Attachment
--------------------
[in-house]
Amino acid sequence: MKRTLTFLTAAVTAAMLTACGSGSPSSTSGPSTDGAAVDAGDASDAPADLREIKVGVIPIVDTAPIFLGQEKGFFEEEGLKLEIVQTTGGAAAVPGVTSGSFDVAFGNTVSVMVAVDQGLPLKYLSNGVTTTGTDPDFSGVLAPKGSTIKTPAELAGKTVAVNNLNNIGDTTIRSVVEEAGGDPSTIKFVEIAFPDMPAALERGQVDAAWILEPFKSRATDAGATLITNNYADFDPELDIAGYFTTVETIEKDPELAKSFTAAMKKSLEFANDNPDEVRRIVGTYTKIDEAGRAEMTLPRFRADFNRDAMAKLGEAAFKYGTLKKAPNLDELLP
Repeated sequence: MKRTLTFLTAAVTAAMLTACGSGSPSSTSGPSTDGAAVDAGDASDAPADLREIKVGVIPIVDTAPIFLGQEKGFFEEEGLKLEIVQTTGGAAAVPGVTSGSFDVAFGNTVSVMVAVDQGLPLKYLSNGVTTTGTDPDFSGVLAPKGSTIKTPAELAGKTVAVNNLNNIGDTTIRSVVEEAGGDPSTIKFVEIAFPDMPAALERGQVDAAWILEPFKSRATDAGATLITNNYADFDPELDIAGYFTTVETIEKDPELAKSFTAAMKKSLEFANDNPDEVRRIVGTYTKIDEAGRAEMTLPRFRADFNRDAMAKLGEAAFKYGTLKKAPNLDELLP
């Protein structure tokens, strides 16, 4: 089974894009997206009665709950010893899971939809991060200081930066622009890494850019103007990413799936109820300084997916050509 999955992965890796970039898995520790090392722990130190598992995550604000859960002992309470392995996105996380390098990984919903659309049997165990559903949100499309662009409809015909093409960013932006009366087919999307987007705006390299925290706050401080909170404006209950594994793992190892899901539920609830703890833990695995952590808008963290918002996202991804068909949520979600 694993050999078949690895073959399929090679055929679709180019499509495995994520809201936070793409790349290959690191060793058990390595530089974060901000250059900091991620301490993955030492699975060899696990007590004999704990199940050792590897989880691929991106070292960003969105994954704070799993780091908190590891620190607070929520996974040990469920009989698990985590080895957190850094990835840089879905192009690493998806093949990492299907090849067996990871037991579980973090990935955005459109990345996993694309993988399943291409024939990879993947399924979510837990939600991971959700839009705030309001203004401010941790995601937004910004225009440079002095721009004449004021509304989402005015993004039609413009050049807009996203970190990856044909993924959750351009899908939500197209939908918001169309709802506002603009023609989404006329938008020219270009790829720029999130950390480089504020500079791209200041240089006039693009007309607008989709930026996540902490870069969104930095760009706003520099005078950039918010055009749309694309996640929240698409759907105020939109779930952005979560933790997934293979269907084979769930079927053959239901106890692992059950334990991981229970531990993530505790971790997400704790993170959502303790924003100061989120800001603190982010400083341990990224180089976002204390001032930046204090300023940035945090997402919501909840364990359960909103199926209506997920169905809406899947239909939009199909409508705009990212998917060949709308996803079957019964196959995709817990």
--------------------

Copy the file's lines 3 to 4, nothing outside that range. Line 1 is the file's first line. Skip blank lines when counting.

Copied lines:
Repeated sequence: MKRTLTFLTAAVTAAMLTACGSGSPSSTSGPSTDGAAVDAGDASDAPADLREIKVGVIPIVDTAPIFLGQEKGFFEEEGLKLEIVQTTGGAAAVPGVTSGSFDVAFGNTVSVMVAVDQGLPLKYLSNGVTTTGTDPDFSGVLAPKGSTIKTPAELAGKTVAVNNLNNIGDTTIRSVVEEAGGDPSTIKFVEIAFPDMPAALERGQVDAAWILEPFKSRATDAGATLITNNYADFDPELDIAGYFTTVETIEKDPELAKSFTAAMKKSLEFANDNPDEVRRIVGTYTKIDEAGRAEMTLPRFRADFNRDAMAKLGEAAFKYGTLKKAPNLDELLP
């Protein structure tokens, strides 16, 4: 089974894009997206009665709950010893899971939809991060200081930066622009890494850019103007990413799936109820300084997916050509 999955992965890796970039898995520790090392722990130190598992995550604000859960002992309470392995996105996380390098990984919903659309049997165990559903949100499309662009409809015909093409960013932006009366087919999307987007705006390299925290706050401080909170404006209950594994793992190892899901539920609830703890833990695995952590808008963290918002996202991804068909949520979600 694993050999078949690895073959399929090679055929679709180019499509495995994520809201936070793409790349290959690191060793058990390595530089974060901000250059900091991620301490993955030492699975060899696990007590004999704990199940050792590897989880691929991106070292960003969105994954704070799993780091908190590891620190607070929520996974040990469920009989698990985590080895957190850094990835840089879905192009690493998806093949990492299907090849067996990871037991579980973090990935955005459109990345996993694309993988399943291409024939990879993947399924979510837990939600991971959700839009705030309001203004401010941790995601937004910004225009440079002095721009004449004021509304989402005015993004039609413009050049807009996203970190990856044909993924959750351009899908939500197209939908918001169309709802506002603009023609989404006329938008020219270009790829720029999130950390480089504020500079791209200041240089006039693009007309607008989709930026996540902490870069969104930095760009706003520099005078950039918010055009749309694309996640929240698409759907105020939109779930952005979560933790997934293979269907084979769930079927053959239901106890692992059950334990991981229970531990993530505790971790997400704790993170959502303790924003100061989120800001603190982010400083341990990224180089976002204390001032930046204090300023940035945090997402919501909840364990359960909103199926209506997920169905809406899947239909939009199909409508705009990212998917060949709308996803079957019964196959995709817990």